- The next obstacle is the body itself. The chemicals are foreign to the body and are broken down, predominantly in the liver. This is known as the half-life of the drug and represents half the time a drug spends in the body. Ivermectin has a half-life of about 12 hours in people, and is out of the body by the third or fourth day after the administration of one dose.
- Once the drug gets into the blood, it needs to get into the tissues where it has to work. There are also various factors which can influence the concentration, such as the amount of blood the specific organ or tissue receives. After a single dose of Stromectol, the maximum concentration found in the plasma was around 46.6 ng/ml.
- The active ingredient also needs to reach sufficient levels for a sufficiently long enough time to be effective. From the lab study, the effective concentration against the virus was 1700 ng/ml which was maintained for 48 hours.
Based on this information, it is very unlikely that ivermectin would be effective in a person. When one looks at the medical tablets registered by the US Food and Drug Administration (FDA), the maximum concentration that ivermectin reached in the blood was 46.6 ng/ml at a dose of 12 mg, which is 40 to 70 times lower than what the laboratory test indicated as being effective against the virus. While the tissue concentration reached was somewhat higher, it is predicated to reach only 1/20 of the needed concentration. Furthermore, with exposure needed for 48 hours, even at a 10-fold higher dose than the 12mg, given once weekly, the drug will still fail to stay in the lungs long enough to be effective, as the liver is very efficient in removing it.
Another concern is safety: While a toxic dose is around 15mg/kg, which is substantially higher than the 12mg per person, this limit can be quickly reached if you consider the high dose needed to match the laboratory effective dose. There have also been some concerns that alcohol may make the drug more toxic, as it works on the same chemical transmitters in the brain, and there is also evidence that some fruit juices may interfere with the absorption of ivermectin.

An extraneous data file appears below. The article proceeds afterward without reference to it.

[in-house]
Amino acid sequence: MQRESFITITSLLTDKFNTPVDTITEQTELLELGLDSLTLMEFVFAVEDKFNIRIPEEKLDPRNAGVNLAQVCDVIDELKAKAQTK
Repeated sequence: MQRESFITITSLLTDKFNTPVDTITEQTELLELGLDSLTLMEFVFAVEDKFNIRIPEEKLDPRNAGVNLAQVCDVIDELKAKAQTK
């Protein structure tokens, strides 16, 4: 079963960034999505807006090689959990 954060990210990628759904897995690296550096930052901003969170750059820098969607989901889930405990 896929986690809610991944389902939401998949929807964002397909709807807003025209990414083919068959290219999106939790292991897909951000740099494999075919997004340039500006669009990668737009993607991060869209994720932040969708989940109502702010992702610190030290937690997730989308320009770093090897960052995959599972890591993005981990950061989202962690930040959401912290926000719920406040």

While numerous clinical studies have indeed been undertaken on ivermectin and its effect on COVID-19, there have been concerns around some of the studies having had a small number of patients, that some of the doctors were not properly blinded (prevented from being exposed to information that might influence them), and that they had patients on a number of different drugs. This is why when used, the patients need to be under the care of a doctor, to allow for proper patient monitoring.
While some might argue that the benefits surely outweigh the risks, this is not a true reflection of the situation and, until proper clinical studies are completed, the general public should in no way be misled into thinking that drinking the veterinary ivermectin formulation will be a panacea in this current epidemic.
Professor Vinny Naidoo is Dean of the University of Pretoria’s Faculty of Veterinary Science. Prof Naidoo is a specialist in veterinary pharmacology and was a member of the Medicines Control Council (MCC) of South Africa (now the SA Health Products Regulatory Authority) as an expert in veterinary medicines.